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Overseas and Off-Campus Programs

Morocco

Semester: Spring
Offered: Every other academic year (odd years)
Program Focus: Country Study

Prerequisites:

FL 101: Arabic— offered semester prior to participation; 3.0 minimum GPA in the course.                                           
Recommended
Courses:

SOAN 285: Culture and Power in the Middle East
RELS 273: Islamic Origins
RELS 274: Islam in the Modern World
FREN 101, 102, 201
FREN 330: Francophone Literature

Spring 2015
Program Leader:

Pauls Toutonghi
Assistant Professor of English
paulst@lclark.edu
Ext. 7404

Campus Contact:

Paul Powers
Associate Professor and Core Curriculum Director
ppowers@lclark.edu
Ext. 7289

 

Program Design:
This program focuses on the history, culture, social dynamics, and socio-economic institutions of Morocco. The course of study includes Modern Standard Arabic (prior to departure) and intensive Moroccan Arabic, as well as the diverse religious heritage of the region, Morocco’s distinctive architecture and urban landscape, colonial and post-colonial experiences, modernization and globalization, and women and gender relations. The program is located in Marrakesh and Fez with excursions other cities and to rural southern Morocco for field study. Students will live with host families.

Requirements Fulfilled:
IS coursework fulfills the two-course International Studies Gen. Ed. Requirement

Credits:
4 courses per semester/16 credits, plus 4 credits for Arabic 101 (taken Fall semester 2014)

Curriculum:            

FL 102 Moroccan Arabic:
This course provides an intensive introduction to Darija, the Moroccan dialect of Arabic. Four weeks intensive study followed by continued study at regular intensity. Initial focus on “survival” language skills to be followed by broader study of the language. Emphasis on speaking skills, supplemented by use of written Arabic.

IS 240 North African Social Movements:
This course explores the history and dynamics of various movements for social change in North Africa and the Middle East. We will survey a variety of such movements in and beyond Morocco, including patterns of both violent and non-violent political protest, international networks of social activism, and recent developments collectively labeled the “Arab Spring.” In addition to concerns for political liberalization and socio-economic justice, we will examine cultural expressions of dissent, and special attention will be paid to the role of ethnic and religious minority groups in such movements.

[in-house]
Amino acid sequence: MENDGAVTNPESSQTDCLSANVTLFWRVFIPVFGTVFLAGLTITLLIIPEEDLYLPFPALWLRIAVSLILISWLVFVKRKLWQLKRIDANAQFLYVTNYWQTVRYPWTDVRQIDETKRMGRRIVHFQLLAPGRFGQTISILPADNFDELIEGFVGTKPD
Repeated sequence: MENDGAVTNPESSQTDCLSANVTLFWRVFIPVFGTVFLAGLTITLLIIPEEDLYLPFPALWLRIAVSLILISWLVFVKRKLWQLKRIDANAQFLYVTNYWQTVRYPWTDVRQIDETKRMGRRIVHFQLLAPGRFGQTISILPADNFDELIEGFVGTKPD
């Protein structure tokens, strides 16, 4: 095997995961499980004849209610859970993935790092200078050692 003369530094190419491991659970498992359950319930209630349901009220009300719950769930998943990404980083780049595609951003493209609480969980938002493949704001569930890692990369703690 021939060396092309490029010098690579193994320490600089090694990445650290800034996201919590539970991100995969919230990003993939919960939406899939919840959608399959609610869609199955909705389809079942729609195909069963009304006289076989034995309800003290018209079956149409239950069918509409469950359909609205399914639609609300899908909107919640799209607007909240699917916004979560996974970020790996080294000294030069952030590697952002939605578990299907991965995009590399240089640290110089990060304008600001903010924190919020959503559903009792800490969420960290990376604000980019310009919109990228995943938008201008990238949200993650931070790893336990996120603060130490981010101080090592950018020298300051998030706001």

IS 241 Moroccan Modernity:
This course explores Moroccan society, culture and politics in contemporary global context. Lectures, discussions, and field trips will be led by a variety of Moroccan experts, supplemented by regular discussions with program leader. Emphasis will be placed on Morocco’s vibrant participation in the dynamics of post-colonial state formation, modernization, and globalization—and the ambivalent effects of this participation. Also includes exploration of the literary, visual, and musical arts and the religious communities of modern Morocco. Students will be encouraged to connect classroom activities to their ongoing experiences of living in Morocco. Reading and writing assignments, journals, presentations, independent study projects, and field exercises are used to promote and test multifaceted approaches to learning.

IS 242 Gender and Society in Morocco:
This course examines the multifaceted relationships between women and men in Moroccan society. Beyond considering how gender formation and relations have been mediated by historically dynamic Islamic ideologies and institutions, the course attends to numerous other factors that have shaped gender identity, performance, and hierarchy. Particular attention will be paid to the ways in which gender intersects with other structures of identity formation and social life, such as ethnicity, class, and religion. Topics include: doctrinal norms and lived realities, language and gender, models of masculinity, Moroccan feminism and women’s rights, gender and international migration.

 

General Information

Passport Details:
You will be required to email a high-resolution, color scan of your passport to the Overseas Office within 30 days of being accepted into a program. We recommend that you apply for a passport as early as possible. For more info, visit our Passport Resources page.

Visa fees and requirements: A visa is required for this program.  You will be notified when it is time to apply and our office has received all of the necessary supporting documents. 

Health:
Please make an appointment with Student Health Service to get an updated list of immunizations that are recommended or mandatory for this program. You may also be required to submit various test results (HIV, chest x-rays, etc.) as a part of your visa application.

Insurance:
Students will be required to show proof of health insurance with coverage for international travel, as per the Affordable Care Act. Lewis & Clark College will provide supplemental travel insurance coverage through iNext.

International Student Identity Card: 
The ISIC is required for the program. You will be notified of how to obtain it the semester prior to departure.

Fees To Plan For:
Fees for the following items are not included in the comprehensive program fee:
Passport fees
Required photographs
Visa fees
International Student Identity Card
Immunizations and health exams
Books/Supplies
Transportation to city of departure
Post-program travel